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U. New Mexico student gov. allocates $10K for conservative speakers; liberals cheesed

The Associated Students of the University of New Mexico recently OK’d funding to the campus College Republicans and Young Americans for Freedom so they can host speakers Christina Hoff Sommers and Ben Shapiro.

Five thousand dollars was allocated for each, or 50% of Sommers’ and Shapiro’s speaking fees.

But — surprise! — progressives are none too happy about it.

The Daily Lobo reports that ASUNM Sen. Hallie Brown says that “these particular speakers” shouldn’t be funded by students’ fees.

She alleges Sommers is “an avid victim-blamer, she actively participates in rape culture, and that is something our campus is trying to combat,” while Shapiro “promotes exclusivity, specifically devaluing the experience for people of color and blatantly ignoring the importance of diversity of thought.”

Consider especially those last eight words … and then enjoy a good guffaw.

Movimiento Estudiantil Chicano de Aztlán (MEChA) President Sierra Ludington agrees with Brown on the student fees issue, saying “While we have no interest in denying freedom of speech, we just feel like this money should not be coming from our student fees. The University has already put thousands of dollars into the Milo (Yiannopoulos) event.”

But Senator Francine Briones schooled both of her peers by pointing to the US Supreme Court case Board of Regents of the University of Wisconsin System v. Southworth:

Briones said in that case, a student at the University of Wisconsin, Scott Harold Southworth, did not like the way his student funds were being allocated.

Southworth petitioned to not pay student fees since he did not want his money going to groups he didn’t agree with. The university disagreed, and Southworth sued the university.

The first court ruled in favor of Southworth, that he should be able to withhold his student fees because they didn’t align with his beliefs, Briones said.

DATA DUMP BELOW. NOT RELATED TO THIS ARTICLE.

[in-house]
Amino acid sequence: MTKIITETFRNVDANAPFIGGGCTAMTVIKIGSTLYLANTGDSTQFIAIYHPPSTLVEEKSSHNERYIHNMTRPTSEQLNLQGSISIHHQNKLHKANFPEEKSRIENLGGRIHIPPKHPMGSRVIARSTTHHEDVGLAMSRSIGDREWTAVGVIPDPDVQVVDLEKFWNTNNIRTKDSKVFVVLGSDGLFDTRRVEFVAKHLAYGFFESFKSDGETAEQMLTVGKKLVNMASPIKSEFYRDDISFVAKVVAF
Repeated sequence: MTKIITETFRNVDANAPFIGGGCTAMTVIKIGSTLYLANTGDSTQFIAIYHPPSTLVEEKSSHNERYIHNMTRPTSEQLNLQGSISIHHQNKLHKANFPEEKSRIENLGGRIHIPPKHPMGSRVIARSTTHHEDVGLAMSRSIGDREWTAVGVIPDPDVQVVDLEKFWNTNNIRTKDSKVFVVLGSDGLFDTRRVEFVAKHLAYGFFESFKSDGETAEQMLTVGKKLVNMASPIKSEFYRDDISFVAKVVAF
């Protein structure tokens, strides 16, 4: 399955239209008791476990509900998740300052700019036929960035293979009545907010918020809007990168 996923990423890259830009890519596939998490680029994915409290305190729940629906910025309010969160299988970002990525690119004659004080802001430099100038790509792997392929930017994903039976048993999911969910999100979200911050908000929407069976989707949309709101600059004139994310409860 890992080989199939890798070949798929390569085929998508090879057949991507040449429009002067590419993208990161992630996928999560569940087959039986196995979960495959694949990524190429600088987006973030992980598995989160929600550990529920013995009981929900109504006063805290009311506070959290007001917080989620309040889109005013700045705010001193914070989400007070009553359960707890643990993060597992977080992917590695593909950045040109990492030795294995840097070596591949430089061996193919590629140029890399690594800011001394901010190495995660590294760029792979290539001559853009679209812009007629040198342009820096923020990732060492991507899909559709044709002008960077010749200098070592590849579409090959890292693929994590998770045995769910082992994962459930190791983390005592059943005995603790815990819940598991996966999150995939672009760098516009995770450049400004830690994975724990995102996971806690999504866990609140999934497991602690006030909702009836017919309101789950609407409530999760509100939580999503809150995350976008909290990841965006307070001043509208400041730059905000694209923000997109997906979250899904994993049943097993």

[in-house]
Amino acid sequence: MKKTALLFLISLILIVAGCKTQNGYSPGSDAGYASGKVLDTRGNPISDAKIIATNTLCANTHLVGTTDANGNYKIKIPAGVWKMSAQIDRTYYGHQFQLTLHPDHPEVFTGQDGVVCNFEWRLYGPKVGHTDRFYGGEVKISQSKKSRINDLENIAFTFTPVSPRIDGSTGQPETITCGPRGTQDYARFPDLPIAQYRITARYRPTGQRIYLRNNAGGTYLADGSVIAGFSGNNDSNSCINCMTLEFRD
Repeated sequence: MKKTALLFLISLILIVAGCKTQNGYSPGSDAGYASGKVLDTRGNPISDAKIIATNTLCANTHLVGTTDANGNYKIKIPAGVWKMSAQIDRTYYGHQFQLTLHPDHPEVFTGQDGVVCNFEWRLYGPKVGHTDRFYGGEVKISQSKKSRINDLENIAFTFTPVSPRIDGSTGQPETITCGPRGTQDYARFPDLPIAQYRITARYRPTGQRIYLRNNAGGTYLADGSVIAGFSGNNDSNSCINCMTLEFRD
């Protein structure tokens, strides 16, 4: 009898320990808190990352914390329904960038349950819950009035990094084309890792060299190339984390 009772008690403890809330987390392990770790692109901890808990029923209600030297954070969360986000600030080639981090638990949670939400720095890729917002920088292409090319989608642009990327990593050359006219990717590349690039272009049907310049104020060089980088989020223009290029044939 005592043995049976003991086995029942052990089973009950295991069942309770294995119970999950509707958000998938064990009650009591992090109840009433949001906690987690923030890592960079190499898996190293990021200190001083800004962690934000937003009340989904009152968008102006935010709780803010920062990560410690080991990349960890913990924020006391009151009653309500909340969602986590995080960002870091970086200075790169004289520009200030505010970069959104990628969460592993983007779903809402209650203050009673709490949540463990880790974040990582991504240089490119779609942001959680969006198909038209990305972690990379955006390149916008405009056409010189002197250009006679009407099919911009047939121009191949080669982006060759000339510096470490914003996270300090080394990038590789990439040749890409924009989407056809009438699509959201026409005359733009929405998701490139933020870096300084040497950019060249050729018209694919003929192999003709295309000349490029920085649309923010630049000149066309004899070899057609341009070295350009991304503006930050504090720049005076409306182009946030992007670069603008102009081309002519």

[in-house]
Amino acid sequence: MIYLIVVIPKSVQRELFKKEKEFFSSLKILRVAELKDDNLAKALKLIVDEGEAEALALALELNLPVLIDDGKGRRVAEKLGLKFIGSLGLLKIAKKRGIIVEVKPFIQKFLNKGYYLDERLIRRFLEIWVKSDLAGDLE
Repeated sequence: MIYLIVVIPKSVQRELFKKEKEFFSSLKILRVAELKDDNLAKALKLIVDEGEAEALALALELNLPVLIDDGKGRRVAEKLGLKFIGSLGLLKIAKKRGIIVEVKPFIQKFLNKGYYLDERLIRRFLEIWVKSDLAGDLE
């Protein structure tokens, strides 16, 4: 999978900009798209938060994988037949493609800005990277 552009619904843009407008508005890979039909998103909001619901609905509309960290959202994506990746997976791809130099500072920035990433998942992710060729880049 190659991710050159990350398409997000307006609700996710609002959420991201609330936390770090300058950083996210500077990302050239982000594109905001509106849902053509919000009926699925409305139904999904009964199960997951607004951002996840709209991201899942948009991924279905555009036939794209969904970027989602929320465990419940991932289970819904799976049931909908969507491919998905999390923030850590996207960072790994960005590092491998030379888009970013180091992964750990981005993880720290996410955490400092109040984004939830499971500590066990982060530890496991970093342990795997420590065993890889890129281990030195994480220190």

MORE: Liberal commencement speakers overwhelmingly outweigh conservative ones

However, when the case came before the Supreme Court, they ruled that “the First Amendment permits a public university to charge its students an activity fee used to fund a program to facilitate extracurricular student speech, provided that the program is viewpoint neutral.”

Briones said this set a precedent that universities do have the right to impose mandatory fees so long as they are allocated “in a viewpoint-neutral fashion.”

“We cannot make a decision based on a student not wanting their fees to go to this (event). We have to go by what this says,” Briones said.

UNM College Republicans Chairwoman Marina Herrera said that “Our University can’t survive by saying we are going to start censoring because it gets tighter and tighter until eventually we are not having conversations about real topics.

“Because these speakers are so controversial, that’s why we want to bring them.”

Read the full story.

MORE: Students could be expelled for shouting down campus speakers

MORE: Public university to spend $52K on spate of liberal speakers

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About the Author
Associate Editor
Dave has been writing about education, politics, and entertainment for over 20 years, including a stint at the popular media bias site Newsbusters. He is a retired educator with over 25 years of service and is a member of the National Association of Scholars. Dave holds undergraduate and graduate degrees from the University of Delaware.